Saturday, April 20, 2013

Little hands, big smiles

                We went from the developed city of shopping centers and green parks, highways and taxis, crowded streets and crowded sidewalks to the desert. Unpaved roads of sand. Unfinished dwellings that could barely pass for housing. The occasional straggling tree. Devoid of all commerce. The odor of burnt trash. Hidden faces. This was Callao, one of the poorest districts located just outside the city limits of Lima. With a volunteer group from the university called Forjando, I went last Sunday to an elementary school there to show the kids some love. The idea is to go once a month and teach them values such as friendship, leadership, respect, etc., as we put on some day-camp-esque programming for them, help give them the tools for a brighter future.

Introductions for 5 and 6-year-olds
                Despite the absence of development, though, we were far from complete desolation. As our bus pulled up outside the school, the uninhibited smiles of the children and their bubbling laughter and cheers greeted us. And the barrenness gave way to fullness. As I carried the head of a chicken costume into the school, I was bombarded by little hands and little heads elated with the costume, trying to put the head on themselves. ¡Qué risa!

                We unpacked, got the materials ready, and then entertained the kids a bit before the theater group put on a small performance for them. While we were playing one girl just came up and hugged me. Another held my hand and refused to let go. How sweet, how desperate, how pure is the love of children. They just wanted to give and receive this beautiful gift that we so often complicate. They reminded me of how simple it is—to love is to beam your heart into that of another. Simple gestures, simple faith. Aren’t children so wise?

Fiorella--the girl who held my hand

                After the theater show, I went to work with the 5 and 6 year-olds as they colored little animals (which were the characters in the show). We made them friendship bracelets of painted pasta, which they proudly displayed on their tiny wrists. Although all of the children were beautiful, my favorite to observe was this 6 year-old girl, Arecela, and her niece (yes, that’s correct) of one year, Aymi. It was incredible to see the patience and love with which Arecela treated her infant niece, helping her walk around, helping her with crafts, acting as an intermediary communicator between us and Aymi. For so young, she acted with such maturity.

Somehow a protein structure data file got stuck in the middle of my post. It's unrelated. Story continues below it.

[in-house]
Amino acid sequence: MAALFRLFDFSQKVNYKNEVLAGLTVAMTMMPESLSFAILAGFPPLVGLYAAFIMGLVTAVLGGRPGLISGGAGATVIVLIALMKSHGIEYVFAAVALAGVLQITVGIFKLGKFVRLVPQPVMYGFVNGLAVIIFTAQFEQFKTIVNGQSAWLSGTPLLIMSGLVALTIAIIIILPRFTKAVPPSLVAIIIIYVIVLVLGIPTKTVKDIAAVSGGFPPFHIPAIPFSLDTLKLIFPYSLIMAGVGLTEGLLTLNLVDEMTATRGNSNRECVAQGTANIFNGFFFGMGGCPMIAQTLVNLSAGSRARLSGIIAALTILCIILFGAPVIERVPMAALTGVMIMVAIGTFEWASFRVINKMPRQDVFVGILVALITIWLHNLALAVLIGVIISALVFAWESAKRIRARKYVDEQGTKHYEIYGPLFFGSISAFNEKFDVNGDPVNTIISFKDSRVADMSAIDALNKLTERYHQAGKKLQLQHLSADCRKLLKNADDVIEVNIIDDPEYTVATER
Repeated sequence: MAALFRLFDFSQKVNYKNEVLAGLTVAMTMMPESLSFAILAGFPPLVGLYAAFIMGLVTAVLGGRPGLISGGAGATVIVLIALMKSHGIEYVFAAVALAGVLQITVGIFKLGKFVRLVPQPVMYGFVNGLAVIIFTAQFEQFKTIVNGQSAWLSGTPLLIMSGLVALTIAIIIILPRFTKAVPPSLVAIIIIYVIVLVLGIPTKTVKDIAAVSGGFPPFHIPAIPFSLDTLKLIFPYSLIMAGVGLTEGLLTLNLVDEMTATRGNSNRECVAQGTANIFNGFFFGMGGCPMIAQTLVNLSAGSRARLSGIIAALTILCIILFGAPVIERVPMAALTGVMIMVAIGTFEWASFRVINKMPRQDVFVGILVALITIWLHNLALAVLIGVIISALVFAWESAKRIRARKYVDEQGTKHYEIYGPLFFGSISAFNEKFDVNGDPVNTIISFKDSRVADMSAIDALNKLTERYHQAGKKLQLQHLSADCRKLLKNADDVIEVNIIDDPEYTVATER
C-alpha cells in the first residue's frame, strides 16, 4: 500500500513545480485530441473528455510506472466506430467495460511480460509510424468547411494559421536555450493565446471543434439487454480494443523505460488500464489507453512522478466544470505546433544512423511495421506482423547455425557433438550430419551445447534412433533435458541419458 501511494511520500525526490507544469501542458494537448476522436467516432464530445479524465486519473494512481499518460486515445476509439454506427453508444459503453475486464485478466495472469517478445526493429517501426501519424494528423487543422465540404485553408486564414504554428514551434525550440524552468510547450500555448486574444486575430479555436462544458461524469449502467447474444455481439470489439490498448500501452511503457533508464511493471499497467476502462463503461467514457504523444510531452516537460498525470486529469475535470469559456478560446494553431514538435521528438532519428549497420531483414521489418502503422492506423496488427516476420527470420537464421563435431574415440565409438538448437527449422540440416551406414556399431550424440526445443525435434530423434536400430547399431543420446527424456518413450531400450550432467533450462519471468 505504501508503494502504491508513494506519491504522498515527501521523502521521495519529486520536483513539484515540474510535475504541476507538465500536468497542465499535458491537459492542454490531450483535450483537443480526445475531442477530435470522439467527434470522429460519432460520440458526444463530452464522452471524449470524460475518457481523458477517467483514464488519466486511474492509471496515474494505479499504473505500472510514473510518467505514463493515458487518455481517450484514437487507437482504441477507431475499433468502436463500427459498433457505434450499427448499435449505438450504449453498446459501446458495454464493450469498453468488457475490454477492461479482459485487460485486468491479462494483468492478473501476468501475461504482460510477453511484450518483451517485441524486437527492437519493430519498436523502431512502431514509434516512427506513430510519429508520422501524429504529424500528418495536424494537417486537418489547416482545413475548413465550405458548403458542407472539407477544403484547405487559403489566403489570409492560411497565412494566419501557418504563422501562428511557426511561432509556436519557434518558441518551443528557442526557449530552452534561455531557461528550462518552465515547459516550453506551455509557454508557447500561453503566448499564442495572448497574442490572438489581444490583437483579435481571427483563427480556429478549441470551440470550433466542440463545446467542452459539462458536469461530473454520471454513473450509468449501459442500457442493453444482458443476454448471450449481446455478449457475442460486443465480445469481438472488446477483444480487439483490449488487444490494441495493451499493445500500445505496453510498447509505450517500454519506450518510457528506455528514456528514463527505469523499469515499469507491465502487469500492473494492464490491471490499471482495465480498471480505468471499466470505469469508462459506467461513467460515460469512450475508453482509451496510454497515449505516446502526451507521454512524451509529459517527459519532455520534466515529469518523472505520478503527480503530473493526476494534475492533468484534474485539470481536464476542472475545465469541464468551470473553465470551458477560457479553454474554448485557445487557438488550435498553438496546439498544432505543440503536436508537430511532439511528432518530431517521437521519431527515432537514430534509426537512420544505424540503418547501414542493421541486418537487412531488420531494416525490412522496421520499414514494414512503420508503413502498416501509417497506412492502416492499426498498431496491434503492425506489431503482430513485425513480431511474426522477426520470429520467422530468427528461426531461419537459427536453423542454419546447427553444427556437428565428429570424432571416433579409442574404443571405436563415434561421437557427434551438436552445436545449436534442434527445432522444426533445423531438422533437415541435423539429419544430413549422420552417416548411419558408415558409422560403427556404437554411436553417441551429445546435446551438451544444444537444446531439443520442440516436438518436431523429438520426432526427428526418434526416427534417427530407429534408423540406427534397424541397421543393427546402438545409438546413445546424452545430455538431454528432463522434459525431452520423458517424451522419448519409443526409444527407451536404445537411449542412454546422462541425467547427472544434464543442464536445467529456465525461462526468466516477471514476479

The theater show on friendship
                And dear, sweet Aymi became my buddy. This little girl barely made even the smallest sound the entire time. She let me assist her in coloring and try to stimulate her senses of touch, vision, and hearing, something which she obviously not had much of. At the end, during the “hora loca” (“crazy hour”), she was reluctant to boogie and go crazy as the other kids did, so I scooped her up and danced with her in my arms. Holding that sweet pea, I looked straight into her big brown eyes and told her how important she was. How much she was loved. And she gazed right back into my eyes. Maybe she didn't understand the words. Maybe she did. But I know she got the message. It was probably my favorite moment of my trip so far. Ever since then, I have not been able to get her face out of my mind; I feel so blessed to have had that opportunity to connect with Aymi and the other kids. I absolutely cannot wait to go back next month!

La dulcita, Aymi

"The world is as many times new as there are children in our lives."
~Robert Brault

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